Manning, Brees in rarefied air as free-agent signings
There’s still work to be done. But if Peyton Manning manages to bring the Lombardi Trophy back to Denver for the first time since John Elway’s repeat performance a decade-and-a-half ago, it’ll raise the question: where does Elway’s signing of Manning rank in the greatest free-agency moves of all time?
I’m not particularly interested in the precise hierarchy, because that’s grabbing at straws, but it seems uncontroversial to say that it would be a top-echelon move, the kind of thing that shows Elway to be as savvy and able a front-office exec as he was effective a quarterback.
What might be more interesting, though, than considering the exact historical significance of Manning going to Denver after being released by the Colts is to compare it to its closest recent historical precedent.
In 2005, Drew Brees was coming off the best season of his career, which up until that point had been undistinguished. In his first three seasons as an NFL quarterback, Brees threw 29 touchdowns vs. 31 interceptions, with a sub-60-percent completion rating and a 10-17 record. It’s easy to forget about this now that he’s a Super Bowl-winning, former-record-holding quarterback, but Brees was bad enough that the Chargers opted to trade Eli Manning’s rights for the rights to Philip Rivers in the 2004 draft.
Then, in 2004, Brees — who might not have even started the season if Rivers hadn’t held out — turned the corner, leading the Chargers to an 11-4 record, completing 65.5 percent of his passes, throwing 27 touchdowns to only seven interceptions, and winning Comeback Player of the Year.
The dilemma the Chargers were presented with at this point — two young, talented quarterbacks who both deserved to start — was solved when Brees tore his labrum in the last game of the season.
His contract was up, and he wasn’t interested in the heavily incentive-laden deal he was offered, so the Chargers, who neglected to trade him at the beginning of the season, took the route that most teams and front offices would take in this situation: they let Brees walk.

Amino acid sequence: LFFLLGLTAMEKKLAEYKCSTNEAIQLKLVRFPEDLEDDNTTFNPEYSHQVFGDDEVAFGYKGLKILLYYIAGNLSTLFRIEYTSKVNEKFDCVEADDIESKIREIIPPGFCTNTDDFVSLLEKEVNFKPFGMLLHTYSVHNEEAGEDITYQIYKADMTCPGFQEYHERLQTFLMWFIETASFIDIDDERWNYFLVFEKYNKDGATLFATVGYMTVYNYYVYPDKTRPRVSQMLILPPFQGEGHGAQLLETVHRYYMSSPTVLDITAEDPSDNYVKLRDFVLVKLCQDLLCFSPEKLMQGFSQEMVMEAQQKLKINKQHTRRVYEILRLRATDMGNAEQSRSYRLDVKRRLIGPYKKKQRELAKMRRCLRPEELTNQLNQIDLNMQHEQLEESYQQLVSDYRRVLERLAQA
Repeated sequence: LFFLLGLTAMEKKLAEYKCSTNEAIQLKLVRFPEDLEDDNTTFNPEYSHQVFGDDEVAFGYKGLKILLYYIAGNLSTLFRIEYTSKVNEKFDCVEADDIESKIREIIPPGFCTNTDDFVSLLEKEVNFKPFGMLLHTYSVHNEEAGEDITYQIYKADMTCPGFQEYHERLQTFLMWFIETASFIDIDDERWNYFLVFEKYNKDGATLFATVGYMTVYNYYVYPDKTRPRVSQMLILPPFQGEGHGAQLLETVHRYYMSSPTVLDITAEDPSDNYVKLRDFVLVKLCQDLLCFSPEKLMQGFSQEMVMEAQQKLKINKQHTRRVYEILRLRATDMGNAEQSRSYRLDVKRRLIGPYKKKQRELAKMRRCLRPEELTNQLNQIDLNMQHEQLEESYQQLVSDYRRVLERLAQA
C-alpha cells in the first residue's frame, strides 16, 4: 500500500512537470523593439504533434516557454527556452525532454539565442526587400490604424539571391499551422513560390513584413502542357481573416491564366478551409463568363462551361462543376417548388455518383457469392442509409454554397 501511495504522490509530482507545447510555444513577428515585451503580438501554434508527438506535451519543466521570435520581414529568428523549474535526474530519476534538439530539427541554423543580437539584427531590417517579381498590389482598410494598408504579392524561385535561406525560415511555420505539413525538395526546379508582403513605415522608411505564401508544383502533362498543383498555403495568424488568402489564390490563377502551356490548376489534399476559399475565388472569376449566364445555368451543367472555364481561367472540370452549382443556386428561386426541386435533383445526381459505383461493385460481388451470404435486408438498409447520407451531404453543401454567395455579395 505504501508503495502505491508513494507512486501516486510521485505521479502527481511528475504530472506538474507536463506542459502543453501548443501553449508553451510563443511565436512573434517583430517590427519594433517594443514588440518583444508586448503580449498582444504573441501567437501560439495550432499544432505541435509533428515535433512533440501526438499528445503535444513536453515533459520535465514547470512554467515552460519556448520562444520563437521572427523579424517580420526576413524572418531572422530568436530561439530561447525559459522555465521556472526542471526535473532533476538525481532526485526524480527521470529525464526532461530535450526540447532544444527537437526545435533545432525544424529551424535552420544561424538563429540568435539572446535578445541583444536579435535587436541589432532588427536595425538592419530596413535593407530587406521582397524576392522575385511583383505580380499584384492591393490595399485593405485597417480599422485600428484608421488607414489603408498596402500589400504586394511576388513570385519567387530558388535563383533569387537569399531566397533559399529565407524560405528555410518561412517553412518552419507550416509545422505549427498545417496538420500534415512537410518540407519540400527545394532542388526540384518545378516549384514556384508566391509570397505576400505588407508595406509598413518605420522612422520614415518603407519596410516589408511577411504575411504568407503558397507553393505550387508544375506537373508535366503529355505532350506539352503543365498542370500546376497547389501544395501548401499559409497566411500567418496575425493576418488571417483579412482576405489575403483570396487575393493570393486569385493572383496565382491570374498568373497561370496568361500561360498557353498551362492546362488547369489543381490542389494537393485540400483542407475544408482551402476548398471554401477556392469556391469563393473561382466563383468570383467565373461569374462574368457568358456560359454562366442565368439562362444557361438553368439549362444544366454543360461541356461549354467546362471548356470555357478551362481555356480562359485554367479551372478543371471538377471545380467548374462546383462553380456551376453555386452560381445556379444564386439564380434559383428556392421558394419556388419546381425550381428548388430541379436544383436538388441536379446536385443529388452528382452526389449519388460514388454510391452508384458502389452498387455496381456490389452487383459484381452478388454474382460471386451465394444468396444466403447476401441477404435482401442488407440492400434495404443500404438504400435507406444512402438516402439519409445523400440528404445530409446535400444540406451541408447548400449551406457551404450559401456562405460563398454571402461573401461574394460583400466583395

Another nice little nugget from that free agency: the Brees sweepstakes had been down to the Saints and the Dolphins. The Dolphins opted to trade for Daunte Culpepper instead.
Brees signed with New Orleans for six years and $60 million, spent the next three years tearing the league apart statistically, then reached the stratosphere with a Super Bowl win in 2009 that did as much as any sports accomplishment can to buoy a city devastated by tragedy.
The Saints are as good in 2013-14 as they’ve been since that Super Bowl win, but they might still not be good enough to top the Seattle Seahawks — particularly in Seattle — when they meet in the divisional round this weekend. Regardless, signing Brees is the rare example of a free-agent move completely changing the fortunes and future of a franchise.
Manning joining the Broncos has plenty of differences:
Manning was already a Hall of Fame lock when he went to Denver; Brees had only played two seasons of impressive football. The Broncos went to the playoffs the year before Manning came on board; the Saints went 3-13.
At the same time, there’s an elemental similarity between the situations: teams took a risk on quarterbacks who were dealing with significant, career-impacting injuries. In both cases, that risk has paid off; although the Broncos still need to win a Super Bowl to say that the Manning experiment was the success that they would like it to be.
However, in a league as unpredictable as the NFL, a two- or three-year window — which is what Manning should be giving the Broncos, barring unprecedented durability — can only give you so much guarantee.
Look at last season: you can’t blame Peyton Manning for the Broncos’ loss to the Ravens. Football is a team sport. If Manning doesn’t get another ring, it’ll be disappointing, and it’ll affect his resume — Greatest Of All Time vs. One Of The Greatest Of All Time — but he still gave the Broncos two years of some of the best play at his position that’s happened.
Meanwhile, Brees will retire as the greatest New Orleans Saints player of all time regardless of whether he wins another ring or not. Comparing Manning and Brees as quarterbacks, I’d take Manning. But as far as the significance of these signings are concerned, right now, Brees has the edge.